live edge dining room table

live edge dining room table

what's going on everybody, i'm johnny brooke,welcome back to another crafted workshop video. in today's video, i'm going to show you howto build this live edge slab coffee table. i used a router flattening jig to flattenthis enormous slab. this is an end grain, they call it a "cookie" slab, it's cut outof the tree horizontally. also installed one of these bow tie keys,or sometimes they're called dutchmen, and they help to stabilize the wood. as you cansee, there's a pretty sizable crack in this slab, but between the base spanning this crackand the bow tie key, it should be nice and stabilized. so, let's go ahead and get startedwith the build! the first step in this build is to make therouter flattening jig. these jigs are really

simple to make, you basically just need asled for your router to ride on above the slab. this sled rides on two rails, one oneach side of the slab. i sized the base of the sled to be wide enoughto fit the base of my router plus the widths of the side walls of the sled. i made thebase out of â½â€ plywood, which allowed me to get more depth without having to use acollet extension on my router. once i knew the width i needed, i ripped the plywood towidth on the table saw. for the side walls, i used two strips of â¾â€plywood glued together. since i used â½â€ plywood for the bottom of the sled, i wantedto make sure it was nice and stiff. i cut the sides to length at the miter saw usingsome offcuts of plywood i had on hand.

i glued the pieces together, added a few bradnails to hold them in place, and then added some 1 â¼â€ screws to tighten everythingup. with the sides done, i added glue to the bottomof the sides, clamped them to the base, and then added countersunk screws from the undersideof the sled. it's really important that these screws are well below the surface, as youdon’t want them interfering with the sled riding on the rails. next, i needed to cut out the channel forthe router bit. i marked the center of the base and then used a 2” forstner bit todrill a hole on each side. once the holes were drilled, i cut out thesection between the holes using a jig saw.

this doesn’t need to be very precise, asthe router bit will be used to finish up this channel later on. to keep the sled from falling off the rails,i added some stops on the underside of the sled. these are just scraps of â¾â€ plywood,and i attached them using pocket screws. for the rails, i used a 2x8 and ripped itto rough width on the table saw. the width of your rails will depend on the thicknessof your slab. the slab i’m flattening in this build is almost 6 inches thick, so icut the rails to 6 â½â€ wide. after ripping the rails to rough width atthe table saw, i ran that edge over the jointer to ensure it was perfectly flat. if you don’thave a jointer, you could either use a hand

plane to flatten this edge or just hope thatyour table saw left you with a straight enough edge. once i had one edge jointed, i ripped therails to final width at the table saw. with the sled finished, i headed over to mybuddy ryan’s shop, where we’d be flattening and finishing the slab. before flattening, i shimmed up the slab sothat any rocking was removed, and then we used the router to clean up the channel inthe bottom of the sled. we noticed that the rails were a little unstable here, so we attacheda 2x4 between each end of the rails and this really helped to stabilize things.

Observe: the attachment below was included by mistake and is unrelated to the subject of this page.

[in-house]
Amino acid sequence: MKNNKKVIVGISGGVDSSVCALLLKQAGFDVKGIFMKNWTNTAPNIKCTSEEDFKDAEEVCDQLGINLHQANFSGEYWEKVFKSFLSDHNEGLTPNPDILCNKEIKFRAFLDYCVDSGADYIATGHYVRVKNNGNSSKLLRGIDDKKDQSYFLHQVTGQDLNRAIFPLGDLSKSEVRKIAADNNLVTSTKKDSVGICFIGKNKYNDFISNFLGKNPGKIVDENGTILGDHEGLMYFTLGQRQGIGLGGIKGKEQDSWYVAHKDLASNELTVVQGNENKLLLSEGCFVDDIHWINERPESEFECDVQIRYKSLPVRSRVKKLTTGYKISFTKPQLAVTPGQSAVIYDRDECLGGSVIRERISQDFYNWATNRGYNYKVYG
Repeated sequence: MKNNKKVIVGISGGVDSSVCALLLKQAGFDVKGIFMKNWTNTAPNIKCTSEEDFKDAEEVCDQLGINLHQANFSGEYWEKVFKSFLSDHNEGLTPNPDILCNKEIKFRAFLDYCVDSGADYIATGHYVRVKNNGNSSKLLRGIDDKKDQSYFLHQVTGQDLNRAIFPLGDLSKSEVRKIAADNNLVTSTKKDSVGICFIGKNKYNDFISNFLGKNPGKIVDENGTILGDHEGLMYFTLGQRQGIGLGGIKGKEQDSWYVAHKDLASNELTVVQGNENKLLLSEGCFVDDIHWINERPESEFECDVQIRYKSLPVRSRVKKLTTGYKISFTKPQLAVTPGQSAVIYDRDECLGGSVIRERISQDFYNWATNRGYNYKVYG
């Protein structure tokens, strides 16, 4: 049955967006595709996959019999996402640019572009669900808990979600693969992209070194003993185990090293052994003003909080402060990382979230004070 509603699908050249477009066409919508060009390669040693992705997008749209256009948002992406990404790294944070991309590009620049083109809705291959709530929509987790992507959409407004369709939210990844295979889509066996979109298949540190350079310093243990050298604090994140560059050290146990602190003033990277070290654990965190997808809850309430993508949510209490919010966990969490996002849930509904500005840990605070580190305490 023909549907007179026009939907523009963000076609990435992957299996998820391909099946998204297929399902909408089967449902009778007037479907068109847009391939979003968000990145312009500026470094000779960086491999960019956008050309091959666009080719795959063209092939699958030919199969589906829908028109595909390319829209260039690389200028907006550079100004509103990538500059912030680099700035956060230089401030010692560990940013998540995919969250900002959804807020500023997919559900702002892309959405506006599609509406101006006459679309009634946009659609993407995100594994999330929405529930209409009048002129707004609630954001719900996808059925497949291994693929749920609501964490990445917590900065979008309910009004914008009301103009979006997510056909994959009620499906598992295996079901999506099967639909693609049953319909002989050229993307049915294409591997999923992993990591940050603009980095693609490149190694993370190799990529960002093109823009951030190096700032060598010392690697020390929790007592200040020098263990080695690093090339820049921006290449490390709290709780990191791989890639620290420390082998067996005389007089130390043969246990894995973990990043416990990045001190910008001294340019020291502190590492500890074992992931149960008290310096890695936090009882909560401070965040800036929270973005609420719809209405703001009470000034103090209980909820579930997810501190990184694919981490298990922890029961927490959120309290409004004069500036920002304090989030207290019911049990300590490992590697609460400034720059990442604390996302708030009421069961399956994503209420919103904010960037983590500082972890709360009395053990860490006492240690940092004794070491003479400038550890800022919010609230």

the router bit i’m using to flatten thisslab is this monster of a bit from infinity tools. it has a 2” cutting diameter, 1”cutting depth. i’ll have a link to the bit in the video description if you want to checkit out, i'd highly recommend using it for any router flattening project. with everything setup, i set the depth ofthe router to take about a â¼â€ off and started flattening. i made the initial pass standingin the direct path of all of the chips coming off the router, and ended up tearing up myshins. on the second pass, i moved to one side ofthe jig, and ryan and i passed the router back and forth. this worked much, much better.we needed to make quite a few passes on the

bottom of the slab to get it flat, but onceit was, we flipped it over to work on the top. before flattening the top of the slab, i neededto rip off about an inch from each of the rails, so that the bit could get enough depthto fully flatten the top. we did also try using a collet extension to help give the bit a little more depth,but it ended up getting bent when the bit caught during one of the passes. once the sled was back in business, we gotto flattening the top of the slab. this only took one pass, but we did get a little impatientand were probably taking off about â½â€ of depth on this pass. amazingly enough, thisrouter and bit combo didn’t have any trouble

and left a super clean surface. while we’re flattening, let’s talk aboutone of the sponsors of this week’s video, john c. campbell folk school. i recently hadthe opportunity to attend a week-long woodworking class at the school, and it was an amazingexperience. john c. campbell is located in brasstown,nc, about two hours from atlanta, knoxville, and asheville, so it’s centrally locatedto many places in the southeast. they have classes on everything from woodworking toblacksmithing to drawing and much, much more. to learn more, visit their website at folkschool.orgor check out the link in the video description below.